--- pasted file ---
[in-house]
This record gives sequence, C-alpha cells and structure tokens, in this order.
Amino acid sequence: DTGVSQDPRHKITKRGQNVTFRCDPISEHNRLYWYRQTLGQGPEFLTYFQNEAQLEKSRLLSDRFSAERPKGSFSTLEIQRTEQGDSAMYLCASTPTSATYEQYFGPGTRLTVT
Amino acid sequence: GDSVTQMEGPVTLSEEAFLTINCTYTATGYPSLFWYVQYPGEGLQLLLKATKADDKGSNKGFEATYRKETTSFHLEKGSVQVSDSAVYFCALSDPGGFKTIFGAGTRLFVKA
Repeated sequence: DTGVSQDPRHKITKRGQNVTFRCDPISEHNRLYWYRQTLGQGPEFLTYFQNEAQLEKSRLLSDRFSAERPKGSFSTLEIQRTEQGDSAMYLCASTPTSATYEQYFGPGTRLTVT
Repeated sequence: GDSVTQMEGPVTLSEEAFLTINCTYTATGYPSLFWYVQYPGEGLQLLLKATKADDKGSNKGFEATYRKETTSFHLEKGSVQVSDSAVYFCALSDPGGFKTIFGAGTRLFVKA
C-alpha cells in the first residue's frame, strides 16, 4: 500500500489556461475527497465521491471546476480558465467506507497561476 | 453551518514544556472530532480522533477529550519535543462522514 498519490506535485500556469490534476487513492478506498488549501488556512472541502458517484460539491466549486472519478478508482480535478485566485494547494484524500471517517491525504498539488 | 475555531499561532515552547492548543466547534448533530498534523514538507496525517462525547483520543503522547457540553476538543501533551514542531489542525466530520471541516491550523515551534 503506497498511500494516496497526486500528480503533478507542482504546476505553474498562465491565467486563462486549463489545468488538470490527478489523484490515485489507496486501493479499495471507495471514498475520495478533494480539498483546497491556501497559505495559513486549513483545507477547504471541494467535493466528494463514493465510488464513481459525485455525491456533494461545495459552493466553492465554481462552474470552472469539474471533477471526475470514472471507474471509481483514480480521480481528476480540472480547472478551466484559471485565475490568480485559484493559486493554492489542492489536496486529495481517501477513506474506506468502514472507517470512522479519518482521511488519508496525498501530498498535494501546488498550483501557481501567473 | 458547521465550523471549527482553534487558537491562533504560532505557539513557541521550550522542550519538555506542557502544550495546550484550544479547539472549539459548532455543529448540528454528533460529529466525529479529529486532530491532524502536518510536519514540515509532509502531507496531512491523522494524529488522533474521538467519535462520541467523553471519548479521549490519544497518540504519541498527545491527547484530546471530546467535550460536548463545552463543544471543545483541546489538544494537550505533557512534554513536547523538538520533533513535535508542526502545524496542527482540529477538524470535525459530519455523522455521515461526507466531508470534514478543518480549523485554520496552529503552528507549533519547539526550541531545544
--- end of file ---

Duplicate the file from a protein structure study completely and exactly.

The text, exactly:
[in-house]
This record gives sequence, C-alpha cells and structure tokens, in this order.
Amino acid sequence: DTGVSQDPRHKITKRGQNVTFRCDPISEHNRLYWYRQTLGQGPEFLTYFQNEAQLEKSRLLSDRFSAERPKGSFSTLEIQRTEQGDSAMYLCASTPTSATYEQYFGPGTRLTVT
Amino acid sequence: GDSVTQMEGPVTLSEEAFLTINCTYTATGYPSLFWYVQYPGEGLQLLLKATKADDKGSNKGFEATYRKETTSFHLEKGSVQVSDSAVYFCALSDPGGFKTIFGAGTRLFVKA
Repeated sequence: DTGVSQDPRHKITKRGQNVTFRCDPISEHNRLYWYRQTLGQGPEFLTYFQNEAQLEKSRLLSDRFSAERPKGSFSTLEIQRTEQGDSAMYLCASTPTSATYEQYFGPGTRLTVT
Repeated sequence: GDSVTQMEGPVTLSEEAFLTINCTYTATGYPSLFWYVQYPGEGLQLLLKATKADDKGSNKGFEATYRKETTSFHLEKGSVQVSDSAVYFCALSDPGGFKTIFGAGTRLFVKA
C-alpha cells in the first residue's frame, strides 16, 4: 500500500489556461475527497465521491471546476480558465467506507497561476 | 453551518514544556472530532480522533477529550519535543462522514 498519490506535485500556469490534476487513492478506498488549501488556512472541502458517484460539491466549486472519478478508482480535478485566485494547494484524500471517517491525504498539488 | 475555531499561532515552547492548543466547534448533530498534523514538507496525517462525547483520543503522547457540553476538543501533551514542531489542525466530520471541516491550523515551534 503506497498511500494516496497526486500528480503533478507542482504546476505553474498562465491565467486563462486549463489545468488538470490527478489523484490515485489507496486501493479499495471507495471514498475520495478533494480539498483546497491556501497559505495559513486549513483545507477547504471541494467535493466528494463514493465510488464513481459525485455525491456533494461545495459552493466553492465554481462552474470552472469539474471533477471526475470514472471507474471509481483514480480521480481528476480540472480547472478551466484559471485565475490568480485559484493559486493554492489542492489536496486529495481517501477513506474506506468502514472507517470512522479519518482521511488519508496525498501530498498535494501546488498550483501557481501567473 | 458547521465550523471549527482553534487558537491562533504560532505557539513557541521550550522542550519538555506542557502544550495546550484550544479547539472549539459548532455543529448540528454528533460529529466525529479529529486532530491532524502536518510536519514540515509532509502531507496531512491523522494524529488522533474521538467519535462520541467523553471519548479521549490519544497518540504519541498527545491527547484530546471530546467535550460536548463545552463543544471543545483541546489538544494537550505533557512534554513536547523538538520533533513535535508542526502545524496542527482540529477538524470535525459530519455523522455521515461526507466531508470534514478543518480549523485554520496552529503552528507549533519547539526550541531545544